Alzheimer's and Driving

David C. Holzman
by David C. Holzman
alzheimers and driving

Alzheimer's disease compounds the physical changes that accompany aging, which can undermine driving skills. Yet, studies from Brown University and Washington University indicate that patients can drive through the very early stages of the disease. The August 2008 Harvard Mental Health Letter (HMHL; sub) reports the Brown study of 84 patients with early Alzheimer's and 44 healthy older controls. All of the latter passed an initial driving test as compared with 88 percent of those with "very mild" Alzheimer's and 78 percent of those with "mild" Alzheimer's. Time to failure of the driving test was a median of 324 days (~11 months) for those with mild Alzheimer's, and nearly twice as long, 605 days (~20 months) for those with very mild disease. To handle the situation, HMHL recommends broaching the issue early, "while discussing other aspects of care," and documenting the patient's driving patterns. "Although patterns of behavior are what matter, citing specific incidents [?] to make the case may help convince a patient to surrender the keys," according to HMHL. The newsletter also recommends having a third party, such as clinician or friend present during conversations about driving.

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  • Edgett Edgett on Aug 08, 2008

    My brother was diagnosed with Early Onset Alzheimers when he was 59. He drove for five years and I became concerned after two when he overfilled the oil in his pickup, forgetting that he had already done so the day before. My brother-in-law, a former police officer, was good enough to drive with him from time to time and even at five years said "He may not necessarily remember if he put oil in the car, but his driving skills remain far higher than the average person. My brother drove race cars for several years, and thus likely had great body memory about driving. We finally took his keys from him after he had gone out several times, parked and then totally spaced on where the truck was parked. He would call, panicked and lost somewhere to tell us that he thought it had been stolen. He still was sufficiently in denial about the disease that he was terribly embarassed (as if it was his fault) about his inability to remember where the truck was parked. A therapist told me once that denial is one of the common defenses the individual uses against the disease, and suggested it was probably healthy since it did no good to ponder its course during those periods of lucidity which every Alzheimer's afflicted person seems to have. It is a tragic disease, but from my observation the Alzheimers patient is probably far less hazardous to his fellow drivers than the woman in Suburban juggling coffee and a cell phone.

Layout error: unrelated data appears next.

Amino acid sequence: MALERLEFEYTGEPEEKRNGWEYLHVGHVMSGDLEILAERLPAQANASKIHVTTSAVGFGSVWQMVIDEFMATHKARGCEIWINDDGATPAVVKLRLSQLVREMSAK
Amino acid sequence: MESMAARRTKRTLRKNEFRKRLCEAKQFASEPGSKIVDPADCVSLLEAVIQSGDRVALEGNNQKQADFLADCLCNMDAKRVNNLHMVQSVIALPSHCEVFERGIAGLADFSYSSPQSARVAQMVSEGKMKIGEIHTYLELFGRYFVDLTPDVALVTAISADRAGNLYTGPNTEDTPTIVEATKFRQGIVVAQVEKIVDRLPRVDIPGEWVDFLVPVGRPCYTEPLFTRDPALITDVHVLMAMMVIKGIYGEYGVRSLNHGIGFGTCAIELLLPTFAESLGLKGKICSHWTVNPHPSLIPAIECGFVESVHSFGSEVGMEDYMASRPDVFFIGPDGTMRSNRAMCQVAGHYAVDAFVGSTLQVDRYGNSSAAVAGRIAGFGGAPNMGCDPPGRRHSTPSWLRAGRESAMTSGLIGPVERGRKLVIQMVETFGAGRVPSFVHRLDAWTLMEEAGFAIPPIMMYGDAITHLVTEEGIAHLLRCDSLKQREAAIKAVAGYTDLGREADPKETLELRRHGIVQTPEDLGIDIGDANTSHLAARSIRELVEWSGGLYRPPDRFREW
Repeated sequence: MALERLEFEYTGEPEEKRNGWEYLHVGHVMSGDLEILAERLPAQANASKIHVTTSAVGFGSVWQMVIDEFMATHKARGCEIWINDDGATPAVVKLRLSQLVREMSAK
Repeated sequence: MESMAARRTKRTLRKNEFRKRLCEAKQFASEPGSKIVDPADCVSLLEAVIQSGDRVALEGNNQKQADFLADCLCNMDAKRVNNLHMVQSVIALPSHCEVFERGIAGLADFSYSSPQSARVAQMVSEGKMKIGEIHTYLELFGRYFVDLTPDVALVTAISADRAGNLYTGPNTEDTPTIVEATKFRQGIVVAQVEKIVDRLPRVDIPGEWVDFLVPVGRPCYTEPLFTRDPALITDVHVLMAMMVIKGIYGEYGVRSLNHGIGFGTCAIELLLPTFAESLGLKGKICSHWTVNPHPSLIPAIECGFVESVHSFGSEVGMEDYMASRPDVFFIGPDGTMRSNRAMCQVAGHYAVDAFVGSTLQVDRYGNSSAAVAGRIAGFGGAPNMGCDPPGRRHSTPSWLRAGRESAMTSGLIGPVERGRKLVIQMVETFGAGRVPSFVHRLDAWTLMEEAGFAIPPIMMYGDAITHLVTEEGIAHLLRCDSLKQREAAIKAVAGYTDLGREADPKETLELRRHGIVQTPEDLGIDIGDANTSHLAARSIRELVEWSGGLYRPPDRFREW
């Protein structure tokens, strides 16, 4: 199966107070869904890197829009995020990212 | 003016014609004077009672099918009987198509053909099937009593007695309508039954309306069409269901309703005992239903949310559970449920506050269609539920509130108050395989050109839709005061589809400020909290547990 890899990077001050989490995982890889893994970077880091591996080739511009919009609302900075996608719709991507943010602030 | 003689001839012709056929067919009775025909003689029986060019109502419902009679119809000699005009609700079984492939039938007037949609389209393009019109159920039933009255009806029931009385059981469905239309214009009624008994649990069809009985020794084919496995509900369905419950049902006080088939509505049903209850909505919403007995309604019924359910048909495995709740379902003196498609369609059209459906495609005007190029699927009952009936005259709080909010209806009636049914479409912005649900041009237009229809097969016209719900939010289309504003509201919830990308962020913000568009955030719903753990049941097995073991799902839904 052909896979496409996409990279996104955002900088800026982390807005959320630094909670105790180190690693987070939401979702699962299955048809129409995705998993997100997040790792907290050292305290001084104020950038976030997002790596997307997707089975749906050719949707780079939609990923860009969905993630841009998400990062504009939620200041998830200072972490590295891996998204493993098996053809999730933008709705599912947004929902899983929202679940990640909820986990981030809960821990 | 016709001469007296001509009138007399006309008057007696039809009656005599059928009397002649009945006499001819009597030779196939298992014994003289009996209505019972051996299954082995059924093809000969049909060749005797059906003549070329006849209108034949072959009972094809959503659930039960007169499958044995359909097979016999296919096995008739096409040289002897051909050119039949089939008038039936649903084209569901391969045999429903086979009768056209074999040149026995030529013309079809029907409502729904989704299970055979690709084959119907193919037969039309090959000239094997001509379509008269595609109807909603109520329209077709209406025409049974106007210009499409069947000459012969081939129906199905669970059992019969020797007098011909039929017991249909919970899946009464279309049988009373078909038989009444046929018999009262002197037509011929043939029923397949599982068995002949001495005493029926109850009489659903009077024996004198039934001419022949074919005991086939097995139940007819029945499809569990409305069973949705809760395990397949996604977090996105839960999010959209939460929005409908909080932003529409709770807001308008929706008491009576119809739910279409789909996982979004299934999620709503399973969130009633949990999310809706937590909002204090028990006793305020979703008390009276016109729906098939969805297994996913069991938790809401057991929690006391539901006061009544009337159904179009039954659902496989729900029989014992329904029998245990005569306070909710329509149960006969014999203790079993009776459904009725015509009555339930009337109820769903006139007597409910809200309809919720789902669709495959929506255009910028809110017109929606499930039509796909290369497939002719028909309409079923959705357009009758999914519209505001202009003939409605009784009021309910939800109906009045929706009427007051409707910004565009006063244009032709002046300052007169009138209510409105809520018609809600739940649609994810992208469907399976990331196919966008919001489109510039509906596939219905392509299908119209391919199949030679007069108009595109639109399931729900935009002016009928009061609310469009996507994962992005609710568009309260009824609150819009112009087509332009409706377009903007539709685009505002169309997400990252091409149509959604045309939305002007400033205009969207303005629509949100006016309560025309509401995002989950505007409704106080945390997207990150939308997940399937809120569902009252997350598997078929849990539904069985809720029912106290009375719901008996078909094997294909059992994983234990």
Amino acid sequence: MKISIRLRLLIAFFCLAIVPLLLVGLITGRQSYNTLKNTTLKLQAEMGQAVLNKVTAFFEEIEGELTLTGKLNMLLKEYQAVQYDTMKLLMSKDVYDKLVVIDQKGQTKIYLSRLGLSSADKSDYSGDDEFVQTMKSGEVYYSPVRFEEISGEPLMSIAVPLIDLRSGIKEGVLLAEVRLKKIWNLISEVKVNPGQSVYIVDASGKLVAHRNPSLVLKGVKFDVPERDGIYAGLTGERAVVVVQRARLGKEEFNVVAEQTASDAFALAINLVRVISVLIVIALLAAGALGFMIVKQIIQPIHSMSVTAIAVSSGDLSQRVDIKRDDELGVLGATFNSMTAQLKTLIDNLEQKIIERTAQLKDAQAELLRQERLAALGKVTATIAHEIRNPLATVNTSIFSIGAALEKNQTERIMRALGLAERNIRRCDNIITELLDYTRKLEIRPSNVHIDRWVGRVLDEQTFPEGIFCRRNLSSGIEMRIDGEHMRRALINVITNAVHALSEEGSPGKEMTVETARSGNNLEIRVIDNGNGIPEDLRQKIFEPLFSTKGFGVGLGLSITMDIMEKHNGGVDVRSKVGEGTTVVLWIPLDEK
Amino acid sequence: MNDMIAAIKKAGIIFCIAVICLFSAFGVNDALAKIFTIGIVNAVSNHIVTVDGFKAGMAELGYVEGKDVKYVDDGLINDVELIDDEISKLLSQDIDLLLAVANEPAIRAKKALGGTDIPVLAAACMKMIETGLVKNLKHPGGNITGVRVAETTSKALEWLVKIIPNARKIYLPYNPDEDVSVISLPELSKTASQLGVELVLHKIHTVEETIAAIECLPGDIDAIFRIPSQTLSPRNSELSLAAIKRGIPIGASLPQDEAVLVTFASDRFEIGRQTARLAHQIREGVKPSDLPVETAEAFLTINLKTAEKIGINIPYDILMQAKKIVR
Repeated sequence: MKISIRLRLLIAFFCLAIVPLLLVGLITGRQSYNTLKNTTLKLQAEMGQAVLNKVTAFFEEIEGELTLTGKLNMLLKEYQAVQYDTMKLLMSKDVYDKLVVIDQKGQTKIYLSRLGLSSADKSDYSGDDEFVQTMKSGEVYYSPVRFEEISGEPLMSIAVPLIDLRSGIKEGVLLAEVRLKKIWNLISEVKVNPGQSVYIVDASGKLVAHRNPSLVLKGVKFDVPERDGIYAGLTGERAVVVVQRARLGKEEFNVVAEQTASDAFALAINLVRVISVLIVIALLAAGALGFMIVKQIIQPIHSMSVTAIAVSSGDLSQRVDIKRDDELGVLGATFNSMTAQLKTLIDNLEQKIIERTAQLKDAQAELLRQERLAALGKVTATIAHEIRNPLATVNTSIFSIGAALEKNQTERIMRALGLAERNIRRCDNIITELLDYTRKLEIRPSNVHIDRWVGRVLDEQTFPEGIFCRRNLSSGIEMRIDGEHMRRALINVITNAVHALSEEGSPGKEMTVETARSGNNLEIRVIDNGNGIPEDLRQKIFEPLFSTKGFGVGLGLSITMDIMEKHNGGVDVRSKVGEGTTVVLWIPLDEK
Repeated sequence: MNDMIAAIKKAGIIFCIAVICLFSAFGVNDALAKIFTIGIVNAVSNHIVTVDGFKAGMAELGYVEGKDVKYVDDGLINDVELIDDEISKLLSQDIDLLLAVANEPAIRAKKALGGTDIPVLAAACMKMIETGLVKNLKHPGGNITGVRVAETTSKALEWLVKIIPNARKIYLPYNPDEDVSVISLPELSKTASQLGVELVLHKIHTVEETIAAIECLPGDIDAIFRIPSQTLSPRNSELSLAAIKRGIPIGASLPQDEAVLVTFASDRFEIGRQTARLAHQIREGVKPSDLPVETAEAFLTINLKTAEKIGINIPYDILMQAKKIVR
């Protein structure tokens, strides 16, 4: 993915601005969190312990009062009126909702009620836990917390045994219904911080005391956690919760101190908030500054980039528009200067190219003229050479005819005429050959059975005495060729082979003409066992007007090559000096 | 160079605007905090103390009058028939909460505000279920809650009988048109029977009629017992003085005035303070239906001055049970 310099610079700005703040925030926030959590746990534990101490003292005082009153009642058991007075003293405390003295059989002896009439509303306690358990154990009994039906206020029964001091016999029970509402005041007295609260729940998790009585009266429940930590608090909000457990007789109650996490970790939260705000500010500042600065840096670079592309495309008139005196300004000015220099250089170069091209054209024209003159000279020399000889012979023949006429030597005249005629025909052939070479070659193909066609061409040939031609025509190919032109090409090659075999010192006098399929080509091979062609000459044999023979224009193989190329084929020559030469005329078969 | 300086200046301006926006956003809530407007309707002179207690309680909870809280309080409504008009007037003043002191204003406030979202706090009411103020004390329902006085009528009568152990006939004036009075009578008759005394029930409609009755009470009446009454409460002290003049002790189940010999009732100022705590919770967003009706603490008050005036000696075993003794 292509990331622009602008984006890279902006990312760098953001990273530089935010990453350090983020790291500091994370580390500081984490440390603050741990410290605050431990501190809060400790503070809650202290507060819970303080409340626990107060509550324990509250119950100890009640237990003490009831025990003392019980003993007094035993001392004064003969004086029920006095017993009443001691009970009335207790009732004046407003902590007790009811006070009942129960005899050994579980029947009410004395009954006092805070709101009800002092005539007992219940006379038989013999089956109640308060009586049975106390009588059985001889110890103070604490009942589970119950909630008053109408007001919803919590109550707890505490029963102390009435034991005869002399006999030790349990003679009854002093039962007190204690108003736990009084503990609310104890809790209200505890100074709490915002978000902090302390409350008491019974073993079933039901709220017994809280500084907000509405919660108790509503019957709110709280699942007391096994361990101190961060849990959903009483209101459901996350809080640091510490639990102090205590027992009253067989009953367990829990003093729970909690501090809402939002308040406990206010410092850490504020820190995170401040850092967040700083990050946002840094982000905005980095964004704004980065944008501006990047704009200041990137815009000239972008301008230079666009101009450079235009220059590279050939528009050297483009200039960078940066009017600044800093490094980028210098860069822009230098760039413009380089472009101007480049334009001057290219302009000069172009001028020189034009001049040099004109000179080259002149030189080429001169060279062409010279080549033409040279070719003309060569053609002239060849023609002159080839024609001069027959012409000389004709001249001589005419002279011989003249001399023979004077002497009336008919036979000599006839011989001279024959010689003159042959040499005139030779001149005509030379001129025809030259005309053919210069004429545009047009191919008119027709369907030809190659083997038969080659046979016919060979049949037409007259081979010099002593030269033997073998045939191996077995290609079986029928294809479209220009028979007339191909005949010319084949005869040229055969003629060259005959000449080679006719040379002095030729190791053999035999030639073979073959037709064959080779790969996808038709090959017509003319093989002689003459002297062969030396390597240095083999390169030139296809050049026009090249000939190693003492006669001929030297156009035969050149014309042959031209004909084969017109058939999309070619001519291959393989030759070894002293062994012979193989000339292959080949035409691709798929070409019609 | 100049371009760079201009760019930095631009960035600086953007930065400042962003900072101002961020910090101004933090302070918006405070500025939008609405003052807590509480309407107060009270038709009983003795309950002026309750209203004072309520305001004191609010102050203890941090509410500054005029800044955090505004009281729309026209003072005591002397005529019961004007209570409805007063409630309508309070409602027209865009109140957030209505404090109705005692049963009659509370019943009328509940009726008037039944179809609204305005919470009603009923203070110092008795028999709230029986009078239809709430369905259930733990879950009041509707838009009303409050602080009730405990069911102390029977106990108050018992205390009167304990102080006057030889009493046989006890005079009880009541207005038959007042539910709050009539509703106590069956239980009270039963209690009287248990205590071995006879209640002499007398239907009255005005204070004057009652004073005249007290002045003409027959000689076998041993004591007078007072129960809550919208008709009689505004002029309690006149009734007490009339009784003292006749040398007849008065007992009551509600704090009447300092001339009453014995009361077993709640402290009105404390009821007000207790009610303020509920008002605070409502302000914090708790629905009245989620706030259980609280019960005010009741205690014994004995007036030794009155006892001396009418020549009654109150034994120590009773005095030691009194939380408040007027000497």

• Esldude Esldude on Aug 08, 2008

    Easy answer here. You get diagnosed with Alzheimers stop driving. You might not be a danger to crash. But there are other dangers like getting lost or wandering into areas that leave you lost. Dozens of ways for this to end badly. Guess it might tread on guidelines, but this is a BS topic if there ever was one. You got Alzheimer's then don't drive.

  • Carlos.negros Carlos.negros on Aug 09, 2008

    esldude wrote: "You got Alzheimer’s then don’t drive." I went to my doctor and he said, "I've got some good news and some bad news." I said, "Tell me the bad news first, doc." He said, "You have terminal cancer and only six months to live." I said, "so what is the good news?" He said, "You've got Alzheimers." I said, "So what is the bad news?"

  • Capeplates Capeplates on Aug 10, 2008

    Had a relation who developed Alzeihmers - he could still drive quite compently for quite some time. Downer was that whilst he could drive he had no idea where he was going and when he evenyually arrived he didn'y know how to get back home. A crash evenyually finished his driving days. Sad